Optical Networks - _3_5 Transmitters_39

This expression is plotted in figure 349 for n 10 for

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This expression is plotted in Figure 3.49 for N = 10 , for different sets of values of the φ i . In Figure 3.49(a), the φ i are chosen at random, and in Figure 3.49(b), they
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182 Components are chosen to be equal to each other. All the a i are chosen to be equal in both cases, and the frequency f 0 has been diminished from its typical value for the purpose of illustration. From Figure 3.49(a), we observe that the output amplitude of an MLM laser varies rapidly with time when it is not mode locked. We have also seen in Fig- ure 3.43(a) that the frequency spacing between adjacent longitudinal modes is c/ 2 nl . If n = 3 and l = 200 μ m, which are typical values for semiconductor lasers, this frequency spacing is 250 GHz. Thus these amplitude fluctuations occur extremely rapidly (at a time scale on the order of a few picoseconds) and pose no problems for on-off modulation even at bit rates of a few tens of gigabits per second. We see from Figure 3.49(b) that when the φ i are chosen to be equal to each other, the output oscillation of the laser takes the form of a periodic train of narrow pulses. A laser operating in this manner is called a mode-locked laser and is the most common means of generating narrow optical pulses. The time interval between two pulses of a mode-locked laser is 2 nl/c , as indicated in Figure 3.49(b). For a typical semiconductor laser, as we have seen earlier, this corresponds to a few picoseconds. For modulation in the 1–10 GHz range, the interpulse interval should be in the 0.1–1 ns range. Cavity lengths, l , of the order of 1–10 cm (assuming n = 1 . 5 ) are required in order to realize mode-locked lasers with interpulse intervals in this range. These large cavity lengths are easily obtained using fiber lasers, which require the length anyway to obtain sufficient gain to induce lasing. The most common means of achieving mode lock is by modulating the gain of the laser cavity. Either amplitude or frequency modulation can be used. Mode locking using amplitude modulation is illustrated in Figure 3.50. The gain of the cavity is modulated with a period equal to the interpulse interval, namely, 2 nl/c . The amplitude of this modulation is chosen such that the average gain is insufficient for any single mode to oscillate. However, if a large number of modes are in phase, there can be a sufficient buildup in the energy inside the cavity for laser oscillation to occur at the instants of high gain, as illustrated in Figure 3.50. Gain modulation of the fiber laser can be achieved by introducing an external modulator inside the cavity. 3.5.2 Light-Emitting Diodes Lasers are expensive devices and are not affordable for many applications where the data rates are low and distances are short. This is the case in many data communi- cations applications (see Chapter 6) and in some access networks (Chapter 11). In such cases, light-emitting diodes (LEDs) provide a cheaper alternative.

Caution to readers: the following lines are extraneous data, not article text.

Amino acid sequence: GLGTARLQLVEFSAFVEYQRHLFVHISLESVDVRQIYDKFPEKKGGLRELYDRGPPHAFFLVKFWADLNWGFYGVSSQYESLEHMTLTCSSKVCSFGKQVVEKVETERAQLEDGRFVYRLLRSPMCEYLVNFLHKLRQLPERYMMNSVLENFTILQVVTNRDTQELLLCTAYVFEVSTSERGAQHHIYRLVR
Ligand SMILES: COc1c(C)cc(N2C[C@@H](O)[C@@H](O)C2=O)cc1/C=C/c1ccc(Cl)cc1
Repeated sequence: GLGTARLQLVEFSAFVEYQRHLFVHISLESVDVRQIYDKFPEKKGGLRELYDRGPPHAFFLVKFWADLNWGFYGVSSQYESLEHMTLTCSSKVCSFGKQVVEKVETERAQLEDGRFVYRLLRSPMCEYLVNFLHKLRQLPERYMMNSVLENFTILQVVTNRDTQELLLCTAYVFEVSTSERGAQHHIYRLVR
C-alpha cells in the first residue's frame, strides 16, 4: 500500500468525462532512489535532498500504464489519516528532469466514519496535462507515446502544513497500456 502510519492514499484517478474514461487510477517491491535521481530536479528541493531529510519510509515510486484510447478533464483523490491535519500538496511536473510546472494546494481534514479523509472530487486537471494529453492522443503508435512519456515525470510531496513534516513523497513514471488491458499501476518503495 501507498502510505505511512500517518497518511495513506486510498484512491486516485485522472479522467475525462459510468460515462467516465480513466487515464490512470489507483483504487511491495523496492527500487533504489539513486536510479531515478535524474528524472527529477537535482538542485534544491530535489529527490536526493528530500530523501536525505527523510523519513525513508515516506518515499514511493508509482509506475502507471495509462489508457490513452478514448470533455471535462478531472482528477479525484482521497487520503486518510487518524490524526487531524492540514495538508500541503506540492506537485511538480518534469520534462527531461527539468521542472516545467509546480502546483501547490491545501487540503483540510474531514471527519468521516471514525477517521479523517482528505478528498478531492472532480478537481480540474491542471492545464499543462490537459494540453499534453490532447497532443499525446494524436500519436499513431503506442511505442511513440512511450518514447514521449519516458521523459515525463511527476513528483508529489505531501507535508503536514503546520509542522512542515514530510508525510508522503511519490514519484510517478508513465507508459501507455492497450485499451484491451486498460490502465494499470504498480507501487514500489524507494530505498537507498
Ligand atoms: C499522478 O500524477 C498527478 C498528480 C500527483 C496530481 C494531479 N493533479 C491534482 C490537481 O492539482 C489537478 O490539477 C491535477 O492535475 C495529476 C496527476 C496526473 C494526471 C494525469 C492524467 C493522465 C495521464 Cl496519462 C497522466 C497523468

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3.5 Transmitters 183 Figure 3.50 Illustration of mode locking by amplitude modulation of the cavity gain.
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